[caption id="attachment_2635" align="aligncenter" width="528" caption="photo by Luciano Meirelles"][/caption] One of the most common disputes non-believers have with Christianity (and I would think Judaism, considering the circumstances) is the depiction of morality in the Bible. As a Christian, I was constantly reminded that God is special and unlike other gods because he valued fallen sinners. I was taught the bible was honestly written because the book shows imperfect people doing horrible things and still God uses them to bring forth his Perfect Plan™. At the time, I believed this was an amazing, praiseworthy reason to trust what the bible said and to love the so-called Author. Did I ever take an honest look at the morality of God himself? No. God received a Get Out of Jail Free card because according to my beliefs, he was the source of everything that was good, perfect, loving, and just. If he was the source of morality, then he had to be 100% moral (i.e. good). Any evidence to the contrary had to be based in misunderstandings or closed-minded hatred. There was no ability in my mind to think of myself as more moral than my God. If I was, then why worship him? Why trust him? Why should I give up my life for him if my standards seem to surpass those of the Almighty? I wasn't able to even consider these questions. I had built a protective wall inside my mind: critical thinking and challenging my assumptions on one side---God and faith on the other. It wasn't until after I deconverted from Christianity that I took the time to critique this deity and the depictions of its so-called "goodness" that I had accepted my whole life.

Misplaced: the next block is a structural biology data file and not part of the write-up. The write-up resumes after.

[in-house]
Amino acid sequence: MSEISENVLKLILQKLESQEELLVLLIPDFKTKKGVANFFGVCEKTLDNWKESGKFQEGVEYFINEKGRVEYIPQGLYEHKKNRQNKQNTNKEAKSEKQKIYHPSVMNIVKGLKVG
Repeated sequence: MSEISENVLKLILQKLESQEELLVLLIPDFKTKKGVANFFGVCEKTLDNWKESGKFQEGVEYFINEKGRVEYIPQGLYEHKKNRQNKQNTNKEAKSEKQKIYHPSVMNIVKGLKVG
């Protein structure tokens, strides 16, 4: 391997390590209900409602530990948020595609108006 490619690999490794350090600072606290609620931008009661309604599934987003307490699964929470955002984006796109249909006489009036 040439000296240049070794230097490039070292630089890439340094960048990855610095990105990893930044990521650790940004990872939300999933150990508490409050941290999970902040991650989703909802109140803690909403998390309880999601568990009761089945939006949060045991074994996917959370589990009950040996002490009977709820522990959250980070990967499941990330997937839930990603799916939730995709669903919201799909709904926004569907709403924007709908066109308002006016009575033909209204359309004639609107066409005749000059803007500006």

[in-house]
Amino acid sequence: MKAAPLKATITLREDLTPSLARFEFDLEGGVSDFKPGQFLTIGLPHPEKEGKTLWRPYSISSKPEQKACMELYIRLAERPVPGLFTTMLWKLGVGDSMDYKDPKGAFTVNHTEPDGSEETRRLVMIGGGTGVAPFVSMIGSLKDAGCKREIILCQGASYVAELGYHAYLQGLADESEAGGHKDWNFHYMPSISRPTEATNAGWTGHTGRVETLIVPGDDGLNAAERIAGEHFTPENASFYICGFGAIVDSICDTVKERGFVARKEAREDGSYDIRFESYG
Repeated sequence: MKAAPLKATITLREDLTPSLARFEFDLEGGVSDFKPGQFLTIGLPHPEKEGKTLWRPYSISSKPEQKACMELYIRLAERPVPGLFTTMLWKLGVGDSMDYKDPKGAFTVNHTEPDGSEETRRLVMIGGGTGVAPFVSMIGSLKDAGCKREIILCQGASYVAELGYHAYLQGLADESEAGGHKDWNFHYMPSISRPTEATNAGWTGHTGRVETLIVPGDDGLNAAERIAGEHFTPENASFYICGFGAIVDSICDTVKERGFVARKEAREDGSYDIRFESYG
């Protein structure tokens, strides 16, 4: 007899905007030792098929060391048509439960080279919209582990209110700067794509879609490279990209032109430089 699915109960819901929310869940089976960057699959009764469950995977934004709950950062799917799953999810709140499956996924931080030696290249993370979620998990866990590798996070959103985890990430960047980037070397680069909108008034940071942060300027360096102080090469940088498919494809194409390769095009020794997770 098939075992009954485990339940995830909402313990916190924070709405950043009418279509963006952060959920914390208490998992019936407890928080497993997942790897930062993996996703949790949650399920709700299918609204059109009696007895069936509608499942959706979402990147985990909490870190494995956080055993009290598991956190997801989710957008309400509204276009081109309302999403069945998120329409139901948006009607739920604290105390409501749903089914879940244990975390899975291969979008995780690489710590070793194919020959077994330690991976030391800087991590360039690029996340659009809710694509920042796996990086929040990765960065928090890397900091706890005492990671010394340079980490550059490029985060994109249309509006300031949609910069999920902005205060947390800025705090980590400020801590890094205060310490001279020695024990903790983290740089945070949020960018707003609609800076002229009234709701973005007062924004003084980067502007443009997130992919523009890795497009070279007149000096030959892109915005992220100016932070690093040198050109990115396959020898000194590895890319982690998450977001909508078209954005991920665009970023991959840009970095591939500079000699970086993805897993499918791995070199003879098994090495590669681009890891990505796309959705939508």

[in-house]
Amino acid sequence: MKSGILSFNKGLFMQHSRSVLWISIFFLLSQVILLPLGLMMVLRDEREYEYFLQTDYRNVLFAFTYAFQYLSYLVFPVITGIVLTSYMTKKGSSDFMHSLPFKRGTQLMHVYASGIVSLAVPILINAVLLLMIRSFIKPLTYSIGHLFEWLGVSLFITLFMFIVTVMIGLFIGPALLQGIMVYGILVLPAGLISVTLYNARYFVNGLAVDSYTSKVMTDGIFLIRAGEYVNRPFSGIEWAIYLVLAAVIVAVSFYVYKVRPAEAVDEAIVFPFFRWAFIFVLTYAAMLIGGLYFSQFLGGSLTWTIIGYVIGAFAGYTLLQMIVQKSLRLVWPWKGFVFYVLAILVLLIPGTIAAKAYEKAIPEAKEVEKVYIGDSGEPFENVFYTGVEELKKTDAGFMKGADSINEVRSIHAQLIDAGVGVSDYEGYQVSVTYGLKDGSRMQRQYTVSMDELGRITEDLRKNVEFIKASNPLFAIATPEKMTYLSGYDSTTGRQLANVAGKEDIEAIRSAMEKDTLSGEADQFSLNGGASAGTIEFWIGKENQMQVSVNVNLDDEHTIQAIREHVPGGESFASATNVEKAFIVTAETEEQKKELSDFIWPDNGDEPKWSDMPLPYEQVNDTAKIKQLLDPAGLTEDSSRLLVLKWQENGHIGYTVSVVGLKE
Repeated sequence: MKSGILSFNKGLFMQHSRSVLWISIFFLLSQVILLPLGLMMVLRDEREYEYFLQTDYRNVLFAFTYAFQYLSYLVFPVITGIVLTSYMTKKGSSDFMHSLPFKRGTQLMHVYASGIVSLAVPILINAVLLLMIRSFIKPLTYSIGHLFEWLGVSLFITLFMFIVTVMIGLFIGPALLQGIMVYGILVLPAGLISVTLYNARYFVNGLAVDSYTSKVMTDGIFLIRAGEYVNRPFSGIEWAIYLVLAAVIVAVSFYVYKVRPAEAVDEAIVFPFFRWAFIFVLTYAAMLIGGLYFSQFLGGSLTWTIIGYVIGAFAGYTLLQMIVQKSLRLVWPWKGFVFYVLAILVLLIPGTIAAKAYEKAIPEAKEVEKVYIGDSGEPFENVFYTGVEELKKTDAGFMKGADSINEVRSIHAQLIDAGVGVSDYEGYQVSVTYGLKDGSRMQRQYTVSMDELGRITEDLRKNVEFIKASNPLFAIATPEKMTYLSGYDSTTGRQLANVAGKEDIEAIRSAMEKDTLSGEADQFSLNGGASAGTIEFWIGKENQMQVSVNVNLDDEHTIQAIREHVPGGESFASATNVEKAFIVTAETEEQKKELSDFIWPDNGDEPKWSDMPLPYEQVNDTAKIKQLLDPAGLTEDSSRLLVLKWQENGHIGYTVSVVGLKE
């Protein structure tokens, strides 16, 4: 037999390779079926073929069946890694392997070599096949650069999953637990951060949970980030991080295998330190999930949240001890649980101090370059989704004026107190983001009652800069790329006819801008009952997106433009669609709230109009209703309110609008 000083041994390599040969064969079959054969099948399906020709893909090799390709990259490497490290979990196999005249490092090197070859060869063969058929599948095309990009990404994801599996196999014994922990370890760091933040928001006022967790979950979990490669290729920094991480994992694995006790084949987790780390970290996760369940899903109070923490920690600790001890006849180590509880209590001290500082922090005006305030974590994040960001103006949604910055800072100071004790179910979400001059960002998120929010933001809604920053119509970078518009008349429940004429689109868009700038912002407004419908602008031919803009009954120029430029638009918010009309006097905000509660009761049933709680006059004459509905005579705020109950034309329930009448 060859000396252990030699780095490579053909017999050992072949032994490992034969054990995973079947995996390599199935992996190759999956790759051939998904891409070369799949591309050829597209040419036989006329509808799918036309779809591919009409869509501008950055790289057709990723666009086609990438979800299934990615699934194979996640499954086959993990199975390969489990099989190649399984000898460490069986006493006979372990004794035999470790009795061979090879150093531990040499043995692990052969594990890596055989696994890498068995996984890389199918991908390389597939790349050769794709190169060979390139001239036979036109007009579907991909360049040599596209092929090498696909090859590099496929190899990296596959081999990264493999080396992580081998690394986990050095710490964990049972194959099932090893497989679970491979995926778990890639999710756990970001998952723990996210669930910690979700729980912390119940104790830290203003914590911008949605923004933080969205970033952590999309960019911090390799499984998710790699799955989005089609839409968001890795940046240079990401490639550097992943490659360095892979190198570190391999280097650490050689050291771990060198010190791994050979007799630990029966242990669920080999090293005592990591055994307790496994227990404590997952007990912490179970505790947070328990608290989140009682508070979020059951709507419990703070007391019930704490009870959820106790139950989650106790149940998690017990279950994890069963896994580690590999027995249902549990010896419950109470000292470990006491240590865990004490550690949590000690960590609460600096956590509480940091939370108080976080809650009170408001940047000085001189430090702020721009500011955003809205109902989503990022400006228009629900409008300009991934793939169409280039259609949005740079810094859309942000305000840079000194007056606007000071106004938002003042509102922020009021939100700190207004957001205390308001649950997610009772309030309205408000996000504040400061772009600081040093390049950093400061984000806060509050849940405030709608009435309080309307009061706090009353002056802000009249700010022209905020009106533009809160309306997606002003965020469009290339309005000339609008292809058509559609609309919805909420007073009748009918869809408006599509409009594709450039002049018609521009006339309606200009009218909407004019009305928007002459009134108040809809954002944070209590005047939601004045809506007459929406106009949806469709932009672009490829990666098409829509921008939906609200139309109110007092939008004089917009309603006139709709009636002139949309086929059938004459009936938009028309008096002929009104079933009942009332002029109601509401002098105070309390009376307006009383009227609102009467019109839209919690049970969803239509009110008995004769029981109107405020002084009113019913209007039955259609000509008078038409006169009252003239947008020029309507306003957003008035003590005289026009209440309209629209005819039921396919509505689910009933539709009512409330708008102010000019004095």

Christians declare God’s perfect justice (Zephaniah 3:5; Psalm 37:28; 2 Thess 1:6-9). But how does God measure up against the imperfect American justice system? YHWH’s Justice You are guilty until proven innocent. The laws you are supposed to follow were collected over time thousands of years ago in another culture, Read more…
I was driving home tired, rubbing a headache with one hand and avoiding rabbits in the road with the other. After breaking so hard I hiccuped, my eyes drifted across the street to a dark lawn and two tiny floating lights above the grass. On second glance I realized it was two people lying on their backs holding open cell phones above their faces. At first I felt nostalgic, even envious that they took the time to reflect and enjoy the cool night air and watch the stars like I used to in college. It's been so long... But now that I'm writing this, I realize my initial observation missed the point; these two would-be stargazers were wasting a special opportunity. Instead of examining the great expanse of nature above and around them, they were looking at their phones, unable to see anything beyond the small lights shining in the dark. No moon for them, no nature, and no awe--just the blue glow of battery-powered technology. (more…)
[caption id="attachment_182" align="alignright" width="250" caption="Photo by babsteve"][/caption] Not all Christians are literalistic fundamentalists or even orthodox in their theologies. There do exist "liberal" Christians who focus on a loving, generous message of Jesus rather than the more traditional views of God's fitful nature. Many liberal Christians consider parts of the Bible mythology, metaphor, and primitive, bronze-age expression of the unknown. With those points, skeptics may agree and also appreciate the holistic approach to the scriptures. This view is much more friendly and acceptable than the hellfire and brimstone extremist views held by a few overly-vocal groups. However, I still have problems understanding how someone can be a liberal Christian without cherry-picking, contradiction, and unsure/unsteady beliefs. My first question is: Do liberal Christians trust Jesus? (more…)